Nomination Number 4
The state of Oregon (I think Alice might agree with this one)
COMPLICATED CUSTODY CASE CROSSES BORDERS
A Canadian mother says her Canadian son should be with her, not in the Oregon foster care system
Lisa Kirkman said she will do anything to get her 11-year-old son back.
"I'll dance with a chicken on my head if I have to," the Calgary, Alberta, resident said.
That's probably not what Lane County Juvenile Court Judge Kip Leonard, or anyone else involved in this strange and complicated international child custody case, has in mind, however.
Nonetheless, Kirkman, 34, is making increasingly public and dramatic efforts to retrieve her son, Noah, a Canadian citizen who has been living in Lane County foster homes for the past 1 1/2 years under supervision of the state Department of Human Services.
Kirkman said she came to Lane County from Canada on a visit in the summer of 2008 and left Noah in Oakridge with the boy's stepfather -- Kirkman's husband -- for a vacation. John Kirkman is not the boy's biological father or legal guardian but is "the only father Noah has ever known," Lisa Kirkman said.
Oakridge police kept spotting Noah, then 10, on the streets that summer -- trespassing at the city's industrial park, sitting alone on a fence that had been knocked down, riding his bicycle without a helmet -- and drove him home a couple of times, police chief Luis Gomez said. Seeing a pattern, police referred at least two incidents to the DHS, Gomez said. And DHS took custody of the child.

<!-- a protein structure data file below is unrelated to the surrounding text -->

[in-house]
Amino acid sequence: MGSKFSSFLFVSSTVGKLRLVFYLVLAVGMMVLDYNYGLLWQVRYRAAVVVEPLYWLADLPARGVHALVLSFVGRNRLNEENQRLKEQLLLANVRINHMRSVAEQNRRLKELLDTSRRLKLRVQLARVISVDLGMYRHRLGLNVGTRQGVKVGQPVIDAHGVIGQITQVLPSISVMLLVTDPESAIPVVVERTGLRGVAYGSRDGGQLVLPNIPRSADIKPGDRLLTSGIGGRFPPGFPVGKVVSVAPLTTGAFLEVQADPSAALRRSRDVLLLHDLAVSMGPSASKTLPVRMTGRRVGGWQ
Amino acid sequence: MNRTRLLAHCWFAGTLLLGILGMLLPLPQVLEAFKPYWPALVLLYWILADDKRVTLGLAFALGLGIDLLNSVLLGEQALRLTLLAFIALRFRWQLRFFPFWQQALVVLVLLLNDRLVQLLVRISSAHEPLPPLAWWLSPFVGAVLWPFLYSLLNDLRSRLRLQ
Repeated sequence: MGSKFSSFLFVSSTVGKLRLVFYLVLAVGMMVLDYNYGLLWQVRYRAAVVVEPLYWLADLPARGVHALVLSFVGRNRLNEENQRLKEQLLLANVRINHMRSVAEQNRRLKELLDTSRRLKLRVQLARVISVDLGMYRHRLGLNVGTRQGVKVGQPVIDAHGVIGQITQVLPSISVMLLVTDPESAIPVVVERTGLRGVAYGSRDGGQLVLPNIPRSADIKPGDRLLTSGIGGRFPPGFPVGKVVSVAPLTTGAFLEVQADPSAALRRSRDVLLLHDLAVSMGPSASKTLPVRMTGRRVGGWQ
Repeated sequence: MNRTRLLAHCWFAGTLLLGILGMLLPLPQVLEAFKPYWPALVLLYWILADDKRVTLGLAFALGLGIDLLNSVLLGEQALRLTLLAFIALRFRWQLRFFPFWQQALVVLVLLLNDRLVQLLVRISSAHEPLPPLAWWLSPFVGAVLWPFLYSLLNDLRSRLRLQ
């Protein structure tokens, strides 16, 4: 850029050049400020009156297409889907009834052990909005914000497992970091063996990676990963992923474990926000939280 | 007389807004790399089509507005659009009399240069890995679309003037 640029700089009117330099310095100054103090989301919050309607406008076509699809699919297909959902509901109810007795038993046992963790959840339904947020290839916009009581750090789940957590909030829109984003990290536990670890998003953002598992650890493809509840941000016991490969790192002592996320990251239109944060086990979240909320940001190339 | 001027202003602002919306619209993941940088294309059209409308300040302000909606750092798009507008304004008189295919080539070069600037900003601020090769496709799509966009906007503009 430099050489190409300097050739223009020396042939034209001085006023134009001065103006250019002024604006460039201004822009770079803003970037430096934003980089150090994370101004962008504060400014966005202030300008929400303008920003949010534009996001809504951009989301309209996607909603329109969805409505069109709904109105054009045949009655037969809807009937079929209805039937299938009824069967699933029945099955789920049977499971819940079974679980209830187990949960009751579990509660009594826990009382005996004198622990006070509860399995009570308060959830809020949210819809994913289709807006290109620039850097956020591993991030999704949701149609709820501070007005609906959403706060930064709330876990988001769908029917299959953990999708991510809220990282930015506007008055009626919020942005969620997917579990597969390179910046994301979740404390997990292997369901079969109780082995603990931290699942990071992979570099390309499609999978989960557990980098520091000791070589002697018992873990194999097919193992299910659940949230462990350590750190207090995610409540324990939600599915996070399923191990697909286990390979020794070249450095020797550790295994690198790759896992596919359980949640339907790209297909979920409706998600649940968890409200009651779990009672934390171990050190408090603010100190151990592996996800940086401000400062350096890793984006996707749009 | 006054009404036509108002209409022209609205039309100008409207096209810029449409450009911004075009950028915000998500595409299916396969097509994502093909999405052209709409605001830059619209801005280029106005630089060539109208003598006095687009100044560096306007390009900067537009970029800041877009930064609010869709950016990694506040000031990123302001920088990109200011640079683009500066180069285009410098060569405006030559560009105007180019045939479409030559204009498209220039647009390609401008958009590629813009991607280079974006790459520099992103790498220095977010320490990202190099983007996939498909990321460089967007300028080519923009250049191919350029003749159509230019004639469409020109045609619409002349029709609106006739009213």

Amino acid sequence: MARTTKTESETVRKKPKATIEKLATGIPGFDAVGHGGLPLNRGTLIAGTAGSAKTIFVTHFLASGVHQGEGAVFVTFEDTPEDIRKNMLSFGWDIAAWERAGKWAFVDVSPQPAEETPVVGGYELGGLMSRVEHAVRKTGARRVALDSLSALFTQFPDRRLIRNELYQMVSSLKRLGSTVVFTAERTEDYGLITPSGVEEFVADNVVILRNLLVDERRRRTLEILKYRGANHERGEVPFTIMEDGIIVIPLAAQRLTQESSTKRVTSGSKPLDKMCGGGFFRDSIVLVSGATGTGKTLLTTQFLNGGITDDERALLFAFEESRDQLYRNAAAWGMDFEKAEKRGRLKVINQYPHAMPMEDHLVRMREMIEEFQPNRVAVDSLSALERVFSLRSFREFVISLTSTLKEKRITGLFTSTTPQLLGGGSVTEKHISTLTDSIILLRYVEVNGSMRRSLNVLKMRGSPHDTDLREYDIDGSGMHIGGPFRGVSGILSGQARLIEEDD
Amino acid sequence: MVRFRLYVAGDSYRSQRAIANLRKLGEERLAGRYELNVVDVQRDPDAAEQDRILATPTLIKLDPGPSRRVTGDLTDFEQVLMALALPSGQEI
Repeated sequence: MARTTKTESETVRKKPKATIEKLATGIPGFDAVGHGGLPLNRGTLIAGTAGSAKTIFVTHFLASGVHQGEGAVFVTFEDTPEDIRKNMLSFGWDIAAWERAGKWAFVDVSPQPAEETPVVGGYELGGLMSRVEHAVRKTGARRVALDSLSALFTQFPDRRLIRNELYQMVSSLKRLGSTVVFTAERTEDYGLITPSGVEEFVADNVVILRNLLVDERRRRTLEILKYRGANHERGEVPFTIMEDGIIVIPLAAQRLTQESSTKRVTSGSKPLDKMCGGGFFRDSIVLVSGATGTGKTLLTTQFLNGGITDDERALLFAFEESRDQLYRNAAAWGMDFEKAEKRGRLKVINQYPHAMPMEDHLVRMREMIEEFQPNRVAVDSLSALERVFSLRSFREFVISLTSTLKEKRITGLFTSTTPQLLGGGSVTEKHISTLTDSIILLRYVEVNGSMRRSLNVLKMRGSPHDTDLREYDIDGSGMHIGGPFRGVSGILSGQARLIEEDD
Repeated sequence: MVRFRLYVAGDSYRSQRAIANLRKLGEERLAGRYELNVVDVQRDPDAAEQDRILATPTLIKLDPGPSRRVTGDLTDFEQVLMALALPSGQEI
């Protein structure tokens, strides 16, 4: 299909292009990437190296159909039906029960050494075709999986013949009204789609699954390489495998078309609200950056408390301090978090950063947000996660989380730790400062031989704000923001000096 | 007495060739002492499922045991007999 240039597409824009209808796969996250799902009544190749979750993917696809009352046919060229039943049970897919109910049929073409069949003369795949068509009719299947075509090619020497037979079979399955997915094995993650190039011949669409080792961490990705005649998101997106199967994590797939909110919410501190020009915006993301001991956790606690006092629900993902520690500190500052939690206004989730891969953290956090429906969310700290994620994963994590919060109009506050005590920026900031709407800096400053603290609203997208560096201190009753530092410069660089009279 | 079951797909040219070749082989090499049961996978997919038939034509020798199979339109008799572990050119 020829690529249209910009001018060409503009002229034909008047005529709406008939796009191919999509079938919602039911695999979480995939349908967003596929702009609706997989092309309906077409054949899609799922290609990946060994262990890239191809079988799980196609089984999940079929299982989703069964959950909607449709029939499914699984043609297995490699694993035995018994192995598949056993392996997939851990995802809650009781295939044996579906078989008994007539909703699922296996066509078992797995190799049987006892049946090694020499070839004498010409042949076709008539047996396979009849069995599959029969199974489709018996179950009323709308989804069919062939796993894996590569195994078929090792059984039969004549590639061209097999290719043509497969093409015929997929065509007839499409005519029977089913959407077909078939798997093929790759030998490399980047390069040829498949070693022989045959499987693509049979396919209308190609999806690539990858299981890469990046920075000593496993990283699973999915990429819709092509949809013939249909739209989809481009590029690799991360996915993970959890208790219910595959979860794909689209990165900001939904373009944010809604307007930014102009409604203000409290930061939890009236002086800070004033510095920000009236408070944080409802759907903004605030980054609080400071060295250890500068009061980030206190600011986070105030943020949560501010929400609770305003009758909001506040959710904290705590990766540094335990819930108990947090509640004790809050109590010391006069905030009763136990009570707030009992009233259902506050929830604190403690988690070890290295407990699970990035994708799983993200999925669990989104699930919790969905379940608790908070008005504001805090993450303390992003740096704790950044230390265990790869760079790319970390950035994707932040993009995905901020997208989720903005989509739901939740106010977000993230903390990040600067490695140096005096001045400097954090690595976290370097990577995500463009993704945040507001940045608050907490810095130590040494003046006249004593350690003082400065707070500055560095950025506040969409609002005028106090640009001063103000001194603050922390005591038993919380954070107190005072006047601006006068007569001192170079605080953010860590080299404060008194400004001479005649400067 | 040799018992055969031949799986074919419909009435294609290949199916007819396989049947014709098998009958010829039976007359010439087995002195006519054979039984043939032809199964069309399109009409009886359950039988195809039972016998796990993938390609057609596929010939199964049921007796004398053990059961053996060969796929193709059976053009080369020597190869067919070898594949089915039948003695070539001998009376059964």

Since then, Noah, who turns 12 in March, has remained in Lane County, bouncing from one school and state-paid foster family to another, his mother said. All that time, she has pleaded with DHS to return him to her in Calgary. DHS has refused, saying it hopes to hand him back eventually but that Kirkman is unfit as a mother.
In the murky world where international child law intersects with Oregon family law, Noah's case has attracted a myriad of state and federal agencies and officials.
Judge Leonard, who like many contacted for this story declined to comment, told Lisa Kirkman that she had abandoned her son in Oregon, she said. Now, DHS and Leonard say they will not return Noah to her until they're convinced that she is a responsible mother.
Juvenile Court records are secret. But Kirkman, seeking to publicize her case, provided numerous court and DHS records to The Register-Guard and other media.
The case is in Leonard's court where, according to Kirkman, DHS and the judge are trying to decide whether to return Noah to Canada or keep him in Oregon, give him U.S. citizenship and put him up for adoption.